So… it’s August.
This means two things; first, I am entering my eighth month in Colombia; second, I will be turning 24 at the end of the month. It also means that I am nearly two-thirds of the way through my service.
Okay, that was three things.
At any rate, I have been in Bogotá for a while and it seems like as good a time as any to take stock of how far I have come since arriving last January.
The most obvious improvement has been with my Spanish abilities. To illustrate, when I first arrived in Colombia I could barely order a beer from the local tienda; earlier this afternoon I went to the bank to replace a dysfunctional debit card using, of course, only Spanish to communicate what I needed—something I was not capable of eight months ago. I am also now good enough at Spanish to talk to Colombian girls at the bars, which I must say, is quite awesome.
Another significant change has been my level of comfort with living in a developing country. During WorldTeach orientation, I felt like a daredevil taking the bus in Cota from Hacienda Santa Cruz to downtown (in reality, a very safe area). Today, I regularly navigate Bogotá’s crazy colectivo bus system, entering parts of town many Bogotanos would never even venture to. Although I am always careful, I have learned to overcome the fears of the many potential dangers of being in such a dangerous area—having grown up in a white-collar suburb of San Francisco where people don’t even lock their doors at night, I consider this to be an accomplishment.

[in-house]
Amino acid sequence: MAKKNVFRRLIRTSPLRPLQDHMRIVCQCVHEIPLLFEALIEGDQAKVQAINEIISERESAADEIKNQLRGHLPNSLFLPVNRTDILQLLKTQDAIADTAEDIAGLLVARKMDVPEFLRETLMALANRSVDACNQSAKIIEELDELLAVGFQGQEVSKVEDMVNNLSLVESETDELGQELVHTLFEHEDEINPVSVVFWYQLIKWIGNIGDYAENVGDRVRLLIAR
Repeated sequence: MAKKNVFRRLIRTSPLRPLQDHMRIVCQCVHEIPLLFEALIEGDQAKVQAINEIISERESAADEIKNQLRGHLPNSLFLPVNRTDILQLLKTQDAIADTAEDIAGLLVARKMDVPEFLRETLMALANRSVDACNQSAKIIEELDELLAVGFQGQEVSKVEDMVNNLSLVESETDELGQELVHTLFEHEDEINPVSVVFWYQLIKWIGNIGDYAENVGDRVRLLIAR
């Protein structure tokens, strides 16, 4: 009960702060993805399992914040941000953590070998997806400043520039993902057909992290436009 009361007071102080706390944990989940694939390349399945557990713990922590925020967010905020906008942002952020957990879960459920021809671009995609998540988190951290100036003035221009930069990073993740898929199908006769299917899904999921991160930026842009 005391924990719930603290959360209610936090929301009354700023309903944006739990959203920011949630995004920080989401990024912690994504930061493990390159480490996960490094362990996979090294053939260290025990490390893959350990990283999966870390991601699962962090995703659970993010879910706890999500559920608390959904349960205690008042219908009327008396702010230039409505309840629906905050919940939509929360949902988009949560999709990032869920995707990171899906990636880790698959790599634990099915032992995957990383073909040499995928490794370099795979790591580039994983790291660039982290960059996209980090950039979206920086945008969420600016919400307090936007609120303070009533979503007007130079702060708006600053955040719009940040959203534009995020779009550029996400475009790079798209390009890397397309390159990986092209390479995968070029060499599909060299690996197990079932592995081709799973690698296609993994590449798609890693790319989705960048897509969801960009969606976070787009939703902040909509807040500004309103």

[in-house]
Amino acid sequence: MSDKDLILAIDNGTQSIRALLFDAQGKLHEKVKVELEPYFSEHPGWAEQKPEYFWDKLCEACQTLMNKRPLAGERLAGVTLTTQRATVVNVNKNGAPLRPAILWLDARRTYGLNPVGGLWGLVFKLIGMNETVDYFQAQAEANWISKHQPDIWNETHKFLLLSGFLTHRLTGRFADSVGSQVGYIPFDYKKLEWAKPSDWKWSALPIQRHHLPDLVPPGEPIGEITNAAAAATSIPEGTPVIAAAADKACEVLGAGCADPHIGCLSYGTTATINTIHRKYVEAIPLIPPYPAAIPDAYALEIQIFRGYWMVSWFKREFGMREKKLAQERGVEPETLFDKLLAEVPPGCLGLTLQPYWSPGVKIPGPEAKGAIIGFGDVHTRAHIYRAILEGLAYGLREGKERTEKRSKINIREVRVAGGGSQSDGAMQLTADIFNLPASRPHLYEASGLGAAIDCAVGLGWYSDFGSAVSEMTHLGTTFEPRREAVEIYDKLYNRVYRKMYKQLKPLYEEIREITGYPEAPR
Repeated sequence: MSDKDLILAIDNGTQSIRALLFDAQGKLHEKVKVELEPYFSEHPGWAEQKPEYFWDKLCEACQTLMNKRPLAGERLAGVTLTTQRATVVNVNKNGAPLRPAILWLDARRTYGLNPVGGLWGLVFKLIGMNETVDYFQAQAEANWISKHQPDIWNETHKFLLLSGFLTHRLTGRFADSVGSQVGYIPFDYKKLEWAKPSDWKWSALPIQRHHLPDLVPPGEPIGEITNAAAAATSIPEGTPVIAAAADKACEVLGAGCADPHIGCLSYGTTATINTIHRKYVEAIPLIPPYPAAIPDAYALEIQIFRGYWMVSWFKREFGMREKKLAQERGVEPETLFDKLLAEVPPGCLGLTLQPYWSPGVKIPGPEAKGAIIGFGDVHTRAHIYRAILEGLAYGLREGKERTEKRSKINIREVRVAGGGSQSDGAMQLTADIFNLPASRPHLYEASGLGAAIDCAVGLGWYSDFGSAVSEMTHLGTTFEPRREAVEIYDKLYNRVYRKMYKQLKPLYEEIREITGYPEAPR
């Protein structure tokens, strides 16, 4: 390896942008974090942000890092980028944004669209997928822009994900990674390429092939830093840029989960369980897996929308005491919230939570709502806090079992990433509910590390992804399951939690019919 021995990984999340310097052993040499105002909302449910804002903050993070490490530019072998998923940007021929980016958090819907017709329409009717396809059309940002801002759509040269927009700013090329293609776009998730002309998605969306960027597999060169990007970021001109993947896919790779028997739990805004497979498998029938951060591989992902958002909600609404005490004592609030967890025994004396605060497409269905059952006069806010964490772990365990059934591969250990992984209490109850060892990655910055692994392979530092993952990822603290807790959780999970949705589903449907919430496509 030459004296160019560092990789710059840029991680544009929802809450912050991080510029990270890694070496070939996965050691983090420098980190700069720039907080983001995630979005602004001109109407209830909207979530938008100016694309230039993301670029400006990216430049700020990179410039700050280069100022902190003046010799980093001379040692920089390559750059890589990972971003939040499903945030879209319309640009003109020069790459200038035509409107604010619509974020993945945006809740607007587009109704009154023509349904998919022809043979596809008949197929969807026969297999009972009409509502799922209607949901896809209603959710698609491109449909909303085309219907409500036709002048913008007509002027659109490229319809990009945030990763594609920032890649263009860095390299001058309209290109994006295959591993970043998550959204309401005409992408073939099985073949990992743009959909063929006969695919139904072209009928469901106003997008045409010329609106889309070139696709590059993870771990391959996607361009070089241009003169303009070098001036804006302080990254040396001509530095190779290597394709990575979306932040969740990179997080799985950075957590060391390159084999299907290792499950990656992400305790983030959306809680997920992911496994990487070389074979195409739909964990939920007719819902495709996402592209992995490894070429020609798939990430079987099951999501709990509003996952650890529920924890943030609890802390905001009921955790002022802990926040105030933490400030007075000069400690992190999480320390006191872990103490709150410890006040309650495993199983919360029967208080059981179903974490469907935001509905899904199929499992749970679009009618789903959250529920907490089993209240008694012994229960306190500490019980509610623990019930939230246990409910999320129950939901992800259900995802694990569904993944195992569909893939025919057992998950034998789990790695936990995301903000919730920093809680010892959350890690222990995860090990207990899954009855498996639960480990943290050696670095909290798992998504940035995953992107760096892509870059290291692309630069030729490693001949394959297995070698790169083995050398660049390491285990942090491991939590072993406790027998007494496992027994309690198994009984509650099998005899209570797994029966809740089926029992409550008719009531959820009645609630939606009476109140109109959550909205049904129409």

Despite these consummations, my greatest victory is simply the fact that I am still here. I am doing it; I am living in Colombia, a country where most foreigners are afraid to go, working in a neighborhood where few gringos have gone before.
And now I find myself at the final stretch.
Back in high school, I ran the 300 meter high-hurdles for the Burlingame High School Track & Field team. It was an exhausting race; not only did you have to run really, really fast, but you also had to clear a series of not-so-low obstructions blocking the path. The race was won at its most difficult part; the final 100 meters; the final third. Although the finish line was now within sight, this was where most runners made their mistakes, faltering and falling when they were nearly there.
With 4 months left in my service, I am at the final third, the final 100 meters of my time in Colombia. Although I am physically, mentally, and emotionally exhausted, I need to stay focused—I am nearly there. I can practically taste the In-N-Out, Sierra Nevada Pale Ale, and ground beef enchiladas.
Since my recent post expressing my frustrations and disappointments with the way things have been going, I have taken steps to rectify the situation and make sure my students receive the greatest benefit from my presence during the time that remains. I am excited to see how it all pans out.
In the mean time, I’ll keep an eye on that finish line.